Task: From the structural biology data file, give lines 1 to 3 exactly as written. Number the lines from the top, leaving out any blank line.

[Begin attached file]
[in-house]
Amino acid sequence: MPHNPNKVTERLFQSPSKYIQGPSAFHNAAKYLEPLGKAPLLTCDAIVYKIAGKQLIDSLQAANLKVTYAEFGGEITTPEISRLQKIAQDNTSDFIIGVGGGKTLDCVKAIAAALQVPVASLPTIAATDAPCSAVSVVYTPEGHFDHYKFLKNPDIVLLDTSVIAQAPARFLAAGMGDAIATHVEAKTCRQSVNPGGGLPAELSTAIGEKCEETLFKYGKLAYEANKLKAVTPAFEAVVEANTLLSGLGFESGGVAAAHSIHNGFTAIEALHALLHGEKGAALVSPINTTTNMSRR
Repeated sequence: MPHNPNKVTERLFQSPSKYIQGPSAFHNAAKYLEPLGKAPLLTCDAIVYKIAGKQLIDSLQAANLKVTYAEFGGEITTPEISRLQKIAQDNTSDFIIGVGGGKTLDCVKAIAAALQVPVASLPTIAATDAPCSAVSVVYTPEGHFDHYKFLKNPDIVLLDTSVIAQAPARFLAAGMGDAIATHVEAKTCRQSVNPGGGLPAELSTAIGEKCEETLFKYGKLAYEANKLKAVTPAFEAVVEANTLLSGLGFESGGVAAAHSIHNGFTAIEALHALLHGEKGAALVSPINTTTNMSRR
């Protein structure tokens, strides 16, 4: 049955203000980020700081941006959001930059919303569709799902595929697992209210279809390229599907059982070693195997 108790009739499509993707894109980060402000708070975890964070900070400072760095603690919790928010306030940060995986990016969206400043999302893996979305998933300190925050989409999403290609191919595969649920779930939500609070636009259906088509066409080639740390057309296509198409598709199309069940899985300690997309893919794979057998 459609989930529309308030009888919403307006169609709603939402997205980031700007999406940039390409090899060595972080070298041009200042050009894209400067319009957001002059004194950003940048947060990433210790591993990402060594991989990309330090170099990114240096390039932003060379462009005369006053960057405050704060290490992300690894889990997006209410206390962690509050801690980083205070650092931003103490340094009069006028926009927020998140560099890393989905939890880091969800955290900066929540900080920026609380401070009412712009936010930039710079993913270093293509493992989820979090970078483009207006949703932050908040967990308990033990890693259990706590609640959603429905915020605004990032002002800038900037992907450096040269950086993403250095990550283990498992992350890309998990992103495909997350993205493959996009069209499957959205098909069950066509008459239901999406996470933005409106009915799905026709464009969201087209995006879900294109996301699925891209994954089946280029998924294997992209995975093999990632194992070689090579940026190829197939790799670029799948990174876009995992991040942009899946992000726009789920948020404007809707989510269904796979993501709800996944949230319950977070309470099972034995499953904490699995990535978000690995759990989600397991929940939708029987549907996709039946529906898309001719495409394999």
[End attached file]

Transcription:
[in-house]
Amino acid sequence: MPHNPNKVTERLFQSPSKYIQGPSAFHNAAKYLEPLGKAPLLTCDAIVYKIAGKQLIDSLQAANLKVTYAEFGGEITTPEISRLQKIAQDNTSDFIIGVGGGKTLDCVKAIAAALQVPVASLPTIAATDAPCSAVSVVYTPEGHFDHYKFLKNPDIVLLDTSVIAQAPARFLAAGMGDAIATHVEAKTCRQSVNPGGGLPAELSTAIGEKCEETLFKYGKLAYEANKLKAVTPAFEAVVEANTLLSGLGFESGGVAAAHSIHNGFTAIEALHALLHGEKGAALVSPINTTTNMSRR
Repeated sequence: MPHNPNKVTERLFQSPSKYIQGPSAFHNAAKYLEPLGKAPLLTCDAIVYKIAGKQLIDSLQAANLKVTYAEFGGEITTPEISRLQKIAQDNTSDFIIGVGGGKTLDCVKAIAAALQVPVASLPTIAATDAPCSAVSVVYTPEGHFDHYKFLKNPDIVLLDTSVIAQAPARFLAAGMGDAIATHVEAKTCRQSVNPGGGLPAELSTAIGEKCEETLFKYGKLAYEANKLKAVTPAFEAVVEANTLLSGLGFESGGVAAAHSIHNGFTAIEALHALLHGEKGAALVSPINTTTNMSRR